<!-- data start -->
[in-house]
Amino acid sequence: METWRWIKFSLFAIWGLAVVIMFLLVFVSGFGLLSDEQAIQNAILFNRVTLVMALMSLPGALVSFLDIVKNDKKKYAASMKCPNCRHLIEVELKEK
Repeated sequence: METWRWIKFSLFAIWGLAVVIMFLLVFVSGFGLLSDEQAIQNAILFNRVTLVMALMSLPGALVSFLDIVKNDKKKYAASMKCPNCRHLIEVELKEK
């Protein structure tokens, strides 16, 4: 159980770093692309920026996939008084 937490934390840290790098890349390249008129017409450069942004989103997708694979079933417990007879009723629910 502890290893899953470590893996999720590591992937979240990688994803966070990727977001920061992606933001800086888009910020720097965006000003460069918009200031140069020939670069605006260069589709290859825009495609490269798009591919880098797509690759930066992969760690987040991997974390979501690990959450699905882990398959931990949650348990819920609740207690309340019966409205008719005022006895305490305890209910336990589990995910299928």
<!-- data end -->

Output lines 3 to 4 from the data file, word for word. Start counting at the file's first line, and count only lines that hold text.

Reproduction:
Repeated sequence: METWRWIKFSLFAIWGLAVVIMFLLVFVSGFGLLSDEQAIQNAILFNRVTLVMALMSLPGALVSFLDIVKNDKKKYAASMKCPNCRHLIEVELKEK
């Protein structure tokens, strides 16, 4: 159980770093692309920026996939008084 937490934390840290790098890349390249008129017409450069942004989103997708694979079933417990007879009723629910 502890290893899953470590893996999720590591992937979240990688994803966070990727977001920061992606933001800086888009910020720097965006000003460069918009200031140069020939670069605006260069589709290859825009495609490269798009591919880098797509690759930066992969760690987040991997974390979501690990959450699905882990398959931990949650348990819920609740207690309340019966409205008719005022006895305490305890209910336990589990995910299928």